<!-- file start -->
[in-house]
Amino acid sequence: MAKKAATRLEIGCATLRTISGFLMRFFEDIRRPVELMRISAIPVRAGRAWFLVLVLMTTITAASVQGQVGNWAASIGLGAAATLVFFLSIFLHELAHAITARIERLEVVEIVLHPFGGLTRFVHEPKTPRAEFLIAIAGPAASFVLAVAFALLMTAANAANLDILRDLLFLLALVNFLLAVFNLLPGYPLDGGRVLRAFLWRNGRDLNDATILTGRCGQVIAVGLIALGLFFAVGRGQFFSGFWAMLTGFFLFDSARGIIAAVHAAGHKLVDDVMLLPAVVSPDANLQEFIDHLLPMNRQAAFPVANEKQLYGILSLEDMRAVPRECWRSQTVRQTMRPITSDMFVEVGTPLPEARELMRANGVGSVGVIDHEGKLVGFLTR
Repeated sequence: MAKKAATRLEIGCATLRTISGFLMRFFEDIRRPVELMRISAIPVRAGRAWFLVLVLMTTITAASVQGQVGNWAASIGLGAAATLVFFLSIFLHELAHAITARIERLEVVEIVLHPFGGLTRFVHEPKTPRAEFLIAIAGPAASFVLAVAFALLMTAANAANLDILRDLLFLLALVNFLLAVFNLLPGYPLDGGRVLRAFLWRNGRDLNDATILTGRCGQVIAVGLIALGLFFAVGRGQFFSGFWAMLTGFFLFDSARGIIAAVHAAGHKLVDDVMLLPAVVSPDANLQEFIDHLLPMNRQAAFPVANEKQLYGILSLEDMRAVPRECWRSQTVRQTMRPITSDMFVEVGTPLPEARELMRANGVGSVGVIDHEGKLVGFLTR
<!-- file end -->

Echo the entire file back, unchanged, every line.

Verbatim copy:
[in-house]
Amino acid sequence: MAKKAATRLEIGCATLRTISGFLMRFFEDIRRPVELMRISAIPVRAGRAWFLVLVLMTTITAASVQGQVGNWAASIGLGAAATLVFFLSIFLHELAHAITARIERLEVVEIVLHPFGGLTRFVHEPKTPRAEFLIAIAGPAASFVLAVAFALLMTAANAANLDILRDLLFLLALVNFLLAVFNLLPGYPLDGGRVLRAFLWRNGRDLNDATILTGRCGQVIAVGLIALGLFFAVGRGQFFSGFWAMLTGFFLFDSARGIIAAVHAAGHKLVDDVMLLPAVVSPDANLQEFIDHLLPMNRQAAFPVANEKQLYGILSLEDMRAVPRECWRSQTVRQTMRPITSDMFVEVGTPLPEARELMRANGVGSVGVIDHEGKLVGFLTR
Repeated sequence: MAKKAATRLEIGCATLRTISGFLMRFFEDIRRPVELMRISAIPVRAGRAWFLVLVLMTTITAASVQGQVGNWAASIGLGAAATLVFFLSIFLHELAHAITARIERLEVVEIVLHPFGGLTRFVHEPKTPRAEFLIAIAGPAASFVLAVAFALLMTAANAANLDILRDLLFLLALVNFLLAVFNLLPGYPLDGGRVLRAFLWRNGRDLNDATILTGRCGQVIAVGLIALGLFFAVGRGQFFSGFWAMLTGFFLFDSARGIIAAVHAAGHKLVDDVMLLPAVVSPDANLQEFIDHLLPMNRQAAFPVANEKQLYGILSLEDMRAVPRECWRSQTVRQTMRPITSDMFVEVGTPLPEARELMRANGVGSVGVIDHEGKLVGFLTR